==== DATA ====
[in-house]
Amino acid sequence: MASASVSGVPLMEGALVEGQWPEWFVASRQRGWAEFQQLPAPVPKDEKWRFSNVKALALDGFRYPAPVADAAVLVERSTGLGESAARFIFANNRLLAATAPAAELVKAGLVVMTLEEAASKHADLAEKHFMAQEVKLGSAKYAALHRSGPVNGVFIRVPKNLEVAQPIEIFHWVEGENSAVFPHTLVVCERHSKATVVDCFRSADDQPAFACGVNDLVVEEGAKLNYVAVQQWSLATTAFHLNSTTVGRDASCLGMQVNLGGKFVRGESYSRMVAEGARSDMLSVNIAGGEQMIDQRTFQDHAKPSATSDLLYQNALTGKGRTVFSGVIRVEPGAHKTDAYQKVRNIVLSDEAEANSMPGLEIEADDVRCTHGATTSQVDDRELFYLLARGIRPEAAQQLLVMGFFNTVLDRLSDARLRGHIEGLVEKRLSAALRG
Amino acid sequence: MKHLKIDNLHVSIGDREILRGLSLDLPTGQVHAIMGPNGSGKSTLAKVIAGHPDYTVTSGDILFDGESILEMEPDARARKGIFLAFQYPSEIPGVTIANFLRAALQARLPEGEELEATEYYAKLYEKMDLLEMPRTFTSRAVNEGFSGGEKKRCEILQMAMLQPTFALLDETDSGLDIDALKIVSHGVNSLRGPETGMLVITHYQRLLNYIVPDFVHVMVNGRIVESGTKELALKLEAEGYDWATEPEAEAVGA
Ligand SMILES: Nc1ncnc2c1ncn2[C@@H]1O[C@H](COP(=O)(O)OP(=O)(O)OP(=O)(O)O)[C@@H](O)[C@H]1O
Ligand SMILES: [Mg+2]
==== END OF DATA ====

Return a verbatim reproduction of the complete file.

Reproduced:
[in-house]
Amino acid sequence: MASASVSGVPLMEGALVEGQWPEWFVASRQRGWAEFQQLPAPVPKDEKWRFSNVKALALDGFRYPAPVADAAVLVERSTGLGESAARFIFANNRLLAATAPAAELVKAGLVVMTLEEAASKHADLAEKHFMAQEVKLGSAKYAALHRSGPVNGVFIRVPKNLEVAQPIEIFHWVEGENSAVFPHTLVVCERHSKATVVDCFRSADDQPAFACGVNDLVVEEGAKLNYVAVQQWSLATTAFHLNSTTVGRDASCLGMQVNLGGKFVRGESYSRMVAEGARSDMLSVNIAGGEQMIDQRTFQDHAKPSATSDLLYQNALTGKGRTVFSGVIRVEPGAHKTDAYQKVRNIVLSDEAEANSMPGLEIEADDVRCTHGATTSQVDDRELFYLLARGIRPEAAQQLLVMGFFNTVLDRLSDARLRGHIEGLVEKRLSAALRG
Amino acid sequence: MKHLKIDNLHVSIGDREILRGLSLDLPTGQVHAIMGPNGSGKSTLAKVIAGHPDYTVTSGDILFDGESILEMEPDARARKGIFLAFQYPSEIPGVTIANFLRAALQARLPEGEELEATEYYAKLYEKMDLLEMPRTFTSRAVNEGFSGGEKKRCEILQMAMLQPTFALLDETDSGLDIDALKIVSHGVNSLRGPETGMLVITHYQRLLNYIVPDFVHVMVNGRIVESGTKELALKLEAEGYDWATEPEAEAVGA
Ligand SMILES: Nc1ncnc2c1ncn2[C@@H]1O[C@H](COP(=O)(O)OP(=O)(O)OP(=O)(O)O)[C@@H](O)[C@H]1O
Ligand SMILES: [Mg+2]